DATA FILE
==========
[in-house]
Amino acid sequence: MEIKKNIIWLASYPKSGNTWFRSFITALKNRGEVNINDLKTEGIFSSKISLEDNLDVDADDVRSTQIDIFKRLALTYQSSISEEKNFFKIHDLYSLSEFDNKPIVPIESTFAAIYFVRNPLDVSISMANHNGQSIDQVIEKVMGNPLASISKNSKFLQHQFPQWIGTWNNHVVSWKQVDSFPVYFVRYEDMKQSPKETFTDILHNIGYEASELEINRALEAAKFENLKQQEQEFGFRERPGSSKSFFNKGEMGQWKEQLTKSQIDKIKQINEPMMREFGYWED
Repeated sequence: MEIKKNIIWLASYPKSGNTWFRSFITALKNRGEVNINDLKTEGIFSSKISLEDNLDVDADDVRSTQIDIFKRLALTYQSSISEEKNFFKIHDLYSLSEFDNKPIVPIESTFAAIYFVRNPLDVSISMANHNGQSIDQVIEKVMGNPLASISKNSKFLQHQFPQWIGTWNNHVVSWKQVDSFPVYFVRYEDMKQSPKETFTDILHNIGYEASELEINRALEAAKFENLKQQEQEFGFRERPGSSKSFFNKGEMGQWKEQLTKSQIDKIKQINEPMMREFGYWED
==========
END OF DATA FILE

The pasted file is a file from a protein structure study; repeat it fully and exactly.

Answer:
[in-house]
Amino acid sequence: MEIKKNIIWLASYPKSGNTWFRSFITALKNRGEVNINDLKTEGIFSSKISLEDNLDVDADDVRSTQIDIFKRLALTYQSSISEEKNFFKIHDLYSLSEFDNKPIVPIESTFAAIYFVRNPLDVSISMANHNGQSIDQVIEKVMGNPLASISKNSKFLQHQFPQWIGTWNNHVVSWKQVDSFPVYFVRYEDMKQSPKETFTDILHNIGYEASELEINRALEAAKFENLKQQEQEFGFRERPGSSKSFFNKGEMGQWKEQLTKSQIDKIKQINEPMMREFGYWED
Repeated sequence: MEIKKNIIWLASYPKSGNTWFRSFITALKNRGEVNINDLKTEGIFSSKISLEDNLDVDADDVRSTQIDIFKRLALTYQSSISEEKNFFKIHDLYSLSEFDNKPIVPIESTFAAIYFVRNPLDVSISMANHNGQSIDQVIEKVMGNPLASISKNSKFLQHQFPQWIGTWNNHVVSWKQVDSFPVYFVRYEDMKQSPKETFTDILHNIGYEASELEINRALEAAKFENLKQQEQEFGFRERPGSSKSFFNKGEMGQWKEQLTKSQIDKIKQINEPMMREFGYWED